By the time Saturday’s Preakness Stakes telecast ends at 6 p.m. EDT, all will know the potential implications that the June 7 Belmont Stakes will have on racing history. But the opening segment on the NBC Sports coverage beginning at 4:30 p.m. will have nothing to do with a potential superstar colt named Big Brown.

The storyline of Kentucky Derby 134 still very much is about the filly Eight Belles, euthanized about a half mile from the Churchill Downs finish line where she fatally injured herself while galloping out after the race.

Resultantly, the telecast’s host, Bob Costas, will use a roundtable format--similar to the one which gained him and the HBO cable network critical acclaim for his series on sports and the media--to open NBC‘s Preakness Stakes coverage.

Costas will begin the telecast with a 30-minute taped piece featuring a round table discussion among Churchill Downs’ attending veterinarian, Dr. Larry Bramlage, the filly’s trainer, Larry Jones, racing analyst and Hall of Famer jockey Gary Stevens, and New York Times sports columnist William Rhoden.

When describing horse racing, Rhoden used the words cruel and unusual in the same sentence.
I did not read last week's Times piece but I did hear an interview with Jim Lehrer the Monday evening after the Derby that featured a debate between Rhoden and a racing colleague and long time friend, Andrew Beyer of the Washington Post.

As I listened to the discussion, I found myself thinking, “what would I say if I were sitting at the table with Rhoden?” I felt uncomfortable, even while safely ensconced in my Saratoga Springs living room.

The topic itself, the line of questioning and Rhoden’s comments clearly placed Beyer on the defensive as he tried to explain what’s good about the industry, after having earned much of his journalistic chops as one of the sport’s most outspoken and respected critics.

Every retort or explanation Beyer gave was something I hoped that I might have thought of had I been the one on the hot seat. There was no weakness or hesitation in his answers, only clarity, as the Washington Post columnist tried to explain some of the sport’s many nuances that would unknown anyone not closely tethered to the game.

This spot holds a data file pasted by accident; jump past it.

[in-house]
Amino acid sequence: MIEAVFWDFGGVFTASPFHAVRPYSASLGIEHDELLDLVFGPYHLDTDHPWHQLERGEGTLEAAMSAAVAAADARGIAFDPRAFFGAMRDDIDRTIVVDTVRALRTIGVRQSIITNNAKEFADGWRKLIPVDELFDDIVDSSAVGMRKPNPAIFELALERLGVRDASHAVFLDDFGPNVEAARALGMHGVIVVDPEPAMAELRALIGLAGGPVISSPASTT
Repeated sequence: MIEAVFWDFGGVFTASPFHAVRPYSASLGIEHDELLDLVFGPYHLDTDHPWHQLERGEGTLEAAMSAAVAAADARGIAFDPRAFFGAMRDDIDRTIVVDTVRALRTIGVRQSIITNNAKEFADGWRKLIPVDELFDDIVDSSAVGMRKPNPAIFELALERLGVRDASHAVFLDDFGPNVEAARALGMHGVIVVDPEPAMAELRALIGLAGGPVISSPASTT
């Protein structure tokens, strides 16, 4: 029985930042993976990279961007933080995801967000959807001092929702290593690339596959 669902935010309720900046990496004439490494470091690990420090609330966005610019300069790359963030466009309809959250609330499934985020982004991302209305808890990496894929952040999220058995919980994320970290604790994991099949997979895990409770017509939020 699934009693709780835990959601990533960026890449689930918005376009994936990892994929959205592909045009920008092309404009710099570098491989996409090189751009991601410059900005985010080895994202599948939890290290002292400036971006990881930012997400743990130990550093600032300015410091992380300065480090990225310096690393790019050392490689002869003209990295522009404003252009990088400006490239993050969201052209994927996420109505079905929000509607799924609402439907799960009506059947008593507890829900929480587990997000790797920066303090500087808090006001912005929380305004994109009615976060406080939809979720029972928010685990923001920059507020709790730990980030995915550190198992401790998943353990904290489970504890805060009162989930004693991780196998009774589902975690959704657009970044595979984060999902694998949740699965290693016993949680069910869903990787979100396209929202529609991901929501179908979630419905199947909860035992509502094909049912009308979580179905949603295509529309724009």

But here’s the bad news: With each correct answer, my gut was telling me that these explanations only fueled Rhoden’s criticisms and proved his point. Indeed, there were several times during the discussion when Rhoden explained that Beyer’s justifications were exactly the point: That horse racing can be unusually cruel.

That’s when I knew what I had suspected moments after learning of Eight Belles’ demise was true: That the story of Derby 134 wasn’t the tour de force victory of Big Brown but the death of a filly, and that it wasn’t a topic that anyone could move on fom anytime soon.

Accepting bad news and moving on is not only the mantra of modern sports but of contemporary life in the main. But that won’t be the case this weekend and interested parties will be working their DVRs overtime.

The topics to be covered--however briefly, given time constraints and the notion that the audience will have tuned expecting to see a particular horse race having its 133rd renewal--are breeding, training, permissive medication and the safety of track surfaces, according to NBC Sports producer Sam Flood.

As producer of the Derby telecast, Flood was criticized in some segments of the media for not covering the Eight Belles tragedy more in depth, mainly for not showing the grizzly pictures of a frightened animal attempting in vain to stand on two broken ankles. It was an injury that Bramlage said he never has seen, one I never even suspected was possible.

Of course, Flood made the right decision. No one, especially casual fans that watch one horse race a year, or children, need have that picture seared into their memory banks forever. “It’s not an image that should be seen during family viewing hours,” said Flood.

I had the best seat in the Belmont Park press box the afternoon Go for Wand broke her leg directly in front of the stands. It was a sight I never want to see again. I needed four shots of scotch to ease the pain before I could return to the word processor and opine about what I just saw for the morning editions of Newsday. In the press box lunch room, grown men cried openly.

Horses, whether racing at 40 mph on the racetrack or romping around the farm paddock with equine friends, will accidentally break down and some will die. That cannot be prevented.

But we can and should continue to talk about it, try to learn from it, and figure out ways not to be part of the problem. Only then would it be permissible to talk about moving on.